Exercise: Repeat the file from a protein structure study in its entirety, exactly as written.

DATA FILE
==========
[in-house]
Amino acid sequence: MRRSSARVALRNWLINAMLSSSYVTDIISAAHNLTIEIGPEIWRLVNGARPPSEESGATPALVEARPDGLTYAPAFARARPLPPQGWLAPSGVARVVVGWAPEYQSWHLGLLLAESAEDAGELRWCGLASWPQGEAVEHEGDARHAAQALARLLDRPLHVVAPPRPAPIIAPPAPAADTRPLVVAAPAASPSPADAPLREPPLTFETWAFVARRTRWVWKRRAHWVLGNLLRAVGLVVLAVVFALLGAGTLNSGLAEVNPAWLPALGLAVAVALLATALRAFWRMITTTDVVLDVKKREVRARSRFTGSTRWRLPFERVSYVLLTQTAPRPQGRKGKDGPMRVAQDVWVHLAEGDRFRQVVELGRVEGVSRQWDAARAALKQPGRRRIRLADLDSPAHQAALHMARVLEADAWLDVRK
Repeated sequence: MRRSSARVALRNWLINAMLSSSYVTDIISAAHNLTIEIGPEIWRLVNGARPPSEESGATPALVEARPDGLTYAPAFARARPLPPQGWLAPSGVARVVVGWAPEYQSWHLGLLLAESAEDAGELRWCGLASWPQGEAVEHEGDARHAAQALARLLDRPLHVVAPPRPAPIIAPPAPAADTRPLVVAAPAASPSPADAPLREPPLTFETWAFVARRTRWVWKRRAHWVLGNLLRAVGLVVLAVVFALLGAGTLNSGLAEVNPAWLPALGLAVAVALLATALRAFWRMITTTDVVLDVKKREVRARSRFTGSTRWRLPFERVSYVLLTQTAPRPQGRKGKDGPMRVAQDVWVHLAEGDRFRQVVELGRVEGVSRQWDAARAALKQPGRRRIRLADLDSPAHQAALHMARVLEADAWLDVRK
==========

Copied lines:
[in-house]
Amino acid sequence: MRRSSARVALRNWLINAMLSSSYVTDIISAAHNLTIEIGPEIWRLVNGARPPSEESGATPALVEARPDGLTYAPAFARARPLPPQGWLAPSGVARVVVGWAPEYQSWHLGLLLAESAEDAGELRWCGLASWPQGEAVEHEGDARHAAQALARLLDRPLHVVAPPRPAPIIAPPAPAADTRPLVVAAPAASPSPADAPLREPPLTFETWAFVARRTRWVWKRRAHWVLGNLLRAVGLVVLAVVFALLGAGTLNSGLAEVNPAWLPALGLAVAVALLATALRAFWRMITTTDVVLDVKKREVRARSRFTGSTRWRLPFERVSYVLLTQTAPRPQGRKGKDGPMRVAQDVWVHLAEGDRFRQVVELGRVEGVSRQWDAARAALKQPGRRRIRLADLDSPAHQAALHMARVLEADAWLDVRK
Repeated sequence: MRRSSARVALRNWLINAMLSSSYVTDIISAAHNLTIEIGPEIWRLVNGARPPSEESGATPALVEARPDGLTYAPAFARARPLPPQGWLAPSGVARVVVGWAPEYQSWHLGLLLAESAEDAGELRWCGLASWPQGEAVEHEGDARHAAQALARLLDRPLHVVAPPRPAPIIAPPAPAADTRPLVVAAPAASPSPADAPLREPPLTFETWAFVARRTRWVWKRRAHWVLGNLLRAVGLVVLAVVFALLGAGTLNSGLAEVNPAWLPALGLAVAVALLATALRAFWRMITTTDVVLDVKKREVRARSRFTGSTRWRLPFERVSYVLLTQTAPRPQGRKGKDGPMRVAQDVWVHLAEGDRFRQVVELGRVEGVSRQWDAARAALKQPGRRRIRLADLDSPAHQAALHMARVLEADAWLDVRK